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    Gavekal Research

    Should Investors Chase Defense Stocks?

    Aside from health care, the other “Trump trade” that has worked wonders since November 9 has been defense stocks. After all, with the Dow Jones sector index up some 22% in the period, what’s not to like? On taking office, Donald Trump cranked up military spending, and during his state visit to Saudi Arabia in May secured weapon sales worth US$110bn. On Friday—just hours before Xi Jinping took the stage in Hong Kong to celebrate the 20th...

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    Gavekal Research

    Trump And Xi: The End Of The Bromance?

    Last week Washington soured its relationship with China by imposing sanctions on some Chinese companies and individuals that do business with North Korea and announcing a big arms sale package for Taiwan. Rumors also continue to percolate that Trump is preparing for more aggressive trade action. Arthur discusses whether it is time to worry.

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    Gavekal Research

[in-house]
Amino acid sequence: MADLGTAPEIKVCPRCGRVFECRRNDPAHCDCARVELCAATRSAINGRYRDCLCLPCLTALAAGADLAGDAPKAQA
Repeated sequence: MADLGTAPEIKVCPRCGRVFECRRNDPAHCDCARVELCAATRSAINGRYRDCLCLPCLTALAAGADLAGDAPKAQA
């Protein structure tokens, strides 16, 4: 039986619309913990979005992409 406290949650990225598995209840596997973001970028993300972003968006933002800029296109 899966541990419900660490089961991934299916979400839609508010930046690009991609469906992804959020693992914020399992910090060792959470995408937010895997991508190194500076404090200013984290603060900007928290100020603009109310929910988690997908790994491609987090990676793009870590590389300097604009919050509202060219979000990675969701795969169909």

Strategy Monthly: The China Markets Opportunity

    The doors to China’s capital markets are opening wider, with MSCI adding A-shares to its indexes, and the Bond Connect program launching in Hong Kong. In this Strategy Monthly, Thomas Gatley and Chen Long explain how foreign investors should position themselves in Chinese bonds and equities in light of these new market-opening measures.

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    Gavekal Dragonomics

    Macro Update: Surviving The Financial Crackdown

    In our latest quarterly chartbook, Chen Long assesses the effects of Chinese regulators’ surprising crackdown on the financial sector. Interbank rates and bond yields have jumped, but credit growth has slowed only modestly. While growth has clearly peaked and will slow further in the rest of 2017, a gradual slowdown still looks quite achievable.

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    Gavekal Research

    A Change In The Investment Environment?